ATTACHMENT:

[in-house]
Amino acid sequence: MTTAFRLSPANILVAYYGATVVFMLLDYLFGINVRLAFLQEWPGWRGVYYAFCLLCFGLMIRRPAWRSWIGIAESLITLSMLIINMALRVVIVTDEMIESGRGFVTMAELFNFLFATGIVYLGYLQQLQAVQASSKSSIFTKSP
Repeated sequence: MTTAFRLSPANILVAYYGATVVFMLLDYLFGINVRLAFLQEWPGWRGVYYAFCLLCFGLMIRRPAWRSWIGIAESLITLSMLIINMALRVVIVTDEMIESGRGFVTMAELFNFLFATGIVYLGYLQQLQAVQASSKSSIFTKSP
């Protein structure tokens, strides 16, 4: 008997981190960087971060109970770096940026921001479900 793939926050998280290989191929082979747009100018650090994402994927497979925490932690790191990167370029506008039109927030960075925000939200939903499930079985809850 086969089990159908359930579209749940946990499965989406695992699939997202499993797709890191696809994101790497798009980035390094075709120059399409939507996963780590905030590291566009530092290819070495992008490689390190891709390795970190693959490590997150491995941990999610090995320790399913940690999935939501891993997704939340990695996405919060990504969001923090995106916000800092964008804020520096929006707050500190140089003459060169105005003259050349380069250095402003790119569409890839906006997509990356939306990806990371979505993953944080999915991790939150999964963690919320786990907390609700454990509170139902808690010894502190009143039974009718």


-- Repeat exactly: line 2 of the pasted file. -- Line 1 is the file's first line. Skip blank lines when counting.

Amino acid sequence: MTTAFRLSPANILVAYYGATVVFMLLDYLFGINVRLAFLQEWPGWRGVYYAFCLLCFGLMIRRPAWRSWIGIAESLITLSMLIINMALRVVIVTDEMIESGRGFVTMAELFNFLFATGIVYLGYLQQLQAVQASSKSSIFTKSP